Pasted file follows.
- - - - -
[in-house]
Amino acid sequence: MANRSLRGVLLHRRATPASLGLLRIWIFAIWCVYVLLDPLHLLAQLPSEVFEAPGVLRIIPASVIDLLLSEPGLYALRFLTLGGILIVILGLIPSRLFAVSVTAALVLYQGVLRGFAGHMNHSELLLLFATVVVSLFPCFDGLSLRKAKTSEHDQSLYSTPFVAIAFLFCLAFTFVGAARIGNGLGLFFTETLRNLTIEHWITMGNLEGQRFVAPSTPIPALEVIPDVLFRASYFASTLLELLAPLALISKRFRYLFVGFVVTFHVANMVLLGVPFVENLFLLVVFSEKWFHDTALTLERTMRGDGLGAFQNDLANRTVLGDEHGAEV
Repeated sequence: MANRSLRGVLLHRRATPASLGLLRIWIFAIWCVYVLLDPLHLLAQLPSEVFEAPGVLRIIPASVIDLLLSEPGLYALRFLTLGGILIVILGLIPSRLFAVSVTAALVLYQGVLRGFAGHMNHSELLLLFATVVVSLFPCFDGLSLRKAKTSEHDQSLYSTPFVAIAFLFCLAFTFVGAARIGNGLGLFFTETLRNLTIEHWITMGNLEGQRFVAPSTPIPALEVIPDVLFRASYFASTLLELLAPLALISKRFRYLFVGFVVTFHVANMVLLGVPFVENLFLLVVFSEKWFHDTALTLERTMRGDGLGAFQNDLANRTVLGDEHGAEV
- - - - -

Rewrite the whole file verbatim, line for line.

[in-house]
Amino acid sequence: MANRSLRGVLLHRRATPASLGLLRIWIFAIWCVYVLLDPLHLLAQLPSEVFEAPGVLRIIPASVIDLLLSEPGLYALRFLTLGGILIVILGLIPSRLFAVSVTAALVLYQGVLRGFAGHMNHSELLLLFATVVVSLFPCFDGLSLRKAKTSEHDQSLYSTPFVAIAFLFCLAFTFVGAARIGNGLGLFFTETLRNLTIEHWITMGNLEGQRFVAPSTPIPALEVIPDVLFRASYFASTLLELLAPLALISKRFRYLFVGFVVTFHVANMVLLGVPFVENLFLLVVFSEKWFHDTALTLERTMRGDGLGAFQNDLANRTVLGDEHGAEV
Repeated sequence: MANRSLRGVLLHRRATPASLGLLRIWIFAIWCVYVLLDPLHLLAQLPSEVFEAPGVLRIIPASVIDLLLSEPGLYALRFLTLGGILIVILGLIPSRLFAVSVTAALVLYQGVLRGFAGHMNHSELLLLFATVVVSLFPCFDGLSLRKAKTSEHDQSLYSTPFVAIAFLFCLAFTFVGAARIGNGLGLFFTETLRNLTIEHWITMGNLEGQRFVAPSTPIPALEVIPDVLFRASYFASTLLELLAPLALISKRFRYLFVGFVVTFHVANMVLLGVPFVENLFLLVVFSEKWFHDTALTLERTMRGDGLGAFQNDLANRTVLGDEHGAEV